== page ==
Let’s get something straight, the Honda Accord isn’t much of a looker. It’s a fine car, sure, and inoffensive in appearance, but 50 years from now the best-seller won’t be showing up on anyone’s “hottest cars of the ‘00s” list.
This being the case, is anyone actually surprised that the bigger, more bloated version of it isn’t exactly a work of art, either?
When photos of the Accord Crosstour were first released, the car’s own Facebook page was poked and prodded by an onslaught of negative comments, prompting Honda to respond that the styling ‘may not be for everyone.”
In its defense, the Crosstour is the company’s first entry into a relatively new vehicle class here in the United States: the full-size, five-door hatchback. Angling to offer the utility of a station wagon without the stigma, while maintaining the driving characteristics of a sedan instead of a more top-heavy crossover, cars like the Crosstour and BMW Gran Turismo are carving a new niche in the automotive market, one that is clearly a work in progress.
But that’s expected. You might remember that the ill-fated Pontiac Aztek was one of the original crossovers, and look how far they’ve come from that. Or not.
The problem with the Crosstour isn’t any particular element, but the sum its parts. The oversized, chiseled, cheese grater, cheese-eating grin of a grille not quite coming to terms with the over-inflated rear end. Pictures may not show it, but from a number of angles the Crosstour looks pretty good, and Honda’s photographers have gotten a lot better at capturing them since those first snaps, but the best vantage point is still from behind the wheel.
Step inside and you are magically transported to Accordville. Greeting you there is essentially the same crisply-drawn, charcoal black passenger cabin found in the four-door version of the Accord. Even the features and options list is nearly identical, with all of the usual suspects like Bluetooth, dual-zone climate control, and navigation system with an eight-inch screen that could maybe use a graphics update all available.
Front and rear seats offer ample head and legroom, and you sit a lot lower in them than you might expect, given that the Crosstour stands half a foot higher than the sedan. There are no paddles behind the steering wheel to change gears in the 5-speed transmission, nor a slap-shift gate on the console-mounted transmission selector. It doesn’t try to be that kind of car. But it could.
The Crosstour now represents the top of the Accord lineup. As such, it is only available with Honda’s 271hp V6. No plebian 4-cylinders for this carrier of plebes. The familiar engine is willing and smooth, with a nice bubbly induction note that permeates the cabin under heavy throttle. It gets a little help from a standard Active Sound Control (ASC) system which monitors ambient noise, then pumps reverse phase signals through the audio system’s speakers to selectively cancel out the unwanted stuff. During more relaxed driving, it turns the Crosstour into an isolation chamber, save for a surprising amount of wind roar that is either noticeable because everything else is so hushed, or impervious to the electronic countermeasures of the ASC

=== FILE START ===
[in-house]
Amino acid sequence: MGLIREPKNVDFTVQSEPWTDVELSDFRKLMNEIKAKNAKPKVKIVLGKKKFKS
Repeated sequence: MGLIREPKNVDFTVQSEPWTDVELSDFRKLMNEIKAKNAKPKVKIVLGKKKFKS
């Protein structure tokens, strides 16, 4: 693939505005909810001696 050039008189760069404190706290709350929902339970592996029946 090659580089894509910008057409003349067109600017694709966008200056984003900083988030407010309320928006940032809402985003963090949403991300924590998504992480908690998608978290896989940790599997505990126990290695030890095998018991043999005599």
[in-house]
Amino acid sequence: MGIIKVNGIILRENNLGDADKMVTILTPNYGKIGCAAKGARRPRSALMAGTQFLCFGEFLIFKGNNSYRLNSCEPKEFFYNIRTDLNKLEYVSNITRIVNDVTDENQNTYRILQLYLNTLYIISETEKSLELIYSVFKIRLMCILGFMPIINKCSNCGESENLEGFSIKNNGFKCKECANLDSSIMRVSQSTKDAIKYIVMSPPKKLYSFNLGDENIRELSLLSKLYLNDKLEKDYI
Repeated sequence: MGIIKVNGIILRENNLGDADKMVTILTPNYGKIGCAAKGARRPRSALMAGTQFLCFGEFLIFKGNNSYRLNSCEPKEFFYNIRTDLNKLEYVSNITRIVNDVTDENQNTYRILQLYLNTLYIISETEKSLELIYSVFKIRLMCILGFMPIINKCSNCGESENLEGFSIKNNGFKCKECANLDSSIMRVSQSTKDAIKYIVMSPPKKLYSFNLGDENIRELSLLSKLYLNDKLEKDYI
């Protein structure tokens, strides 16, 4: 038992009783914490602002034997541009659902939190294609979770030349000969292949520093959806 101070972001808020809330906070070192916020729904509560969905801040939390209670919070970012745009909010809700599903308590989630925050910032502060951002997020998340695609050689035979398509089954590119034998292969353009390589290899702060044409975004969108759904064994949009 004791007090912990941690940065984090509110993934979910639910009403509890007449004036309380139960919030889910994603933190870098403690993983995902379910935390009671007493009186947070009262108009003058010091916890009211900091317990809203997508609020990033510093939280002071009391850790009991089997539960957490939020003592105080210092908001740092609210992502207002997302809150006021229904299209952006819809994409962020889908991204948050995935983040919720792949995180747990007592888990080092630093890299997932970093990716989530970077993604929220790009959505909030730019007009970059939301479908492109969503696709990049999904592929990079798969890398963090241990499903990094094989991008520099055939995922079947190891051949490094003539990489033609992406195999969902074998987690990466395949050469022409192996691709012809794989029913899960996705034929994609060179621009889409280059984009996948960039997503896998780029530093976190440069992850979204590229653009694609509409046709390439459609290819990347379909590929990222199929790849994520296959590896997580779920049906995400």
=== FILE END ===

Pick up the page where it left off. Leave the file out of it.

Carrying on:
Electrically-assisted variable rate steering always offers the perfect amount of resistance, if not feedback. Considering that the Crosstour carries a couple of hundred pounds more than the sedan, the suspension is well-behaved, eating up fast curves and deep potholes alike. Overall, it’s a satisfying drive that’s totally within the character of the Accord nameplate.
Front-wheel-drive is standard on the $29,670 base EX model, and an on-call all-wheel-drive system is optional on the $34,040 EX-L, the only Accord model that gets it. Power is only sent to the rear when the front wheels start to slip, so it’s meant for bad weather, not performance, but worked well on some slushy streets I ran across. With only six inches of ground clearance, that’s probably about as ambitious as you’ll want to get. The Crosstour is no Subaru Outback
Mileage comes in at 18 mpg city/27 hwy for front-drive models, 17/25 with AWD. Since the Crosstour in a class almost by itself, it’s hard to quantify how good or bad those numbers are, but taking into account the overall size and power combination, they seem reasonable.
Of course, if you’re interested in buying this car, none of that matters. You’re choosing it for the hatch, and what’s underneath it. There you’ll find a long compartment with 25.7 cubic feet of space and reversible floor panels that are nicely-carpeted on one side and covered in weather-resistant plastic on the other, for when you need to load in the sloppy stuff. There’s also a removable box hidden under the floor that’s suspiciously similar in size to a case of beer considering that it’s so close to the tailgate.
Pull the remote release levers and the 60/40 split rear seat back drops forward to more than double the cargo room to 51.3 cu ft. Shamefully, that’s still six less than the Honda Fit subcompact can handle, but that car defies the laws of the space time continuum so the comparison is unfair.
The biggest drawback to the layout is probably the split rear window which bisects your field of vision horizontally, necessitated by the nearly flat hatchback lid. We’ve seen this before on both versions of the Honda’s Insight, not to mention its little legend, the CRX.
Unfortunately, a similar design can also be found on that pesky Pontiac Aztek that – for better or worse – will eternally be the benchmark for adventurous design.
At least it hasn’t stopped automakers from trying.
2010 Honda Accord Crosstour EX-L with Navigation
Base Price: $36,220
Type: Front-engine, all-wheel-drive 5-door, 5-passenger crossover
Engine: 3.5L V6
Power: 271 hp, 254 lb-ft torque
Transmission: 5-speed automatic
MPG: 17 city/25 hwy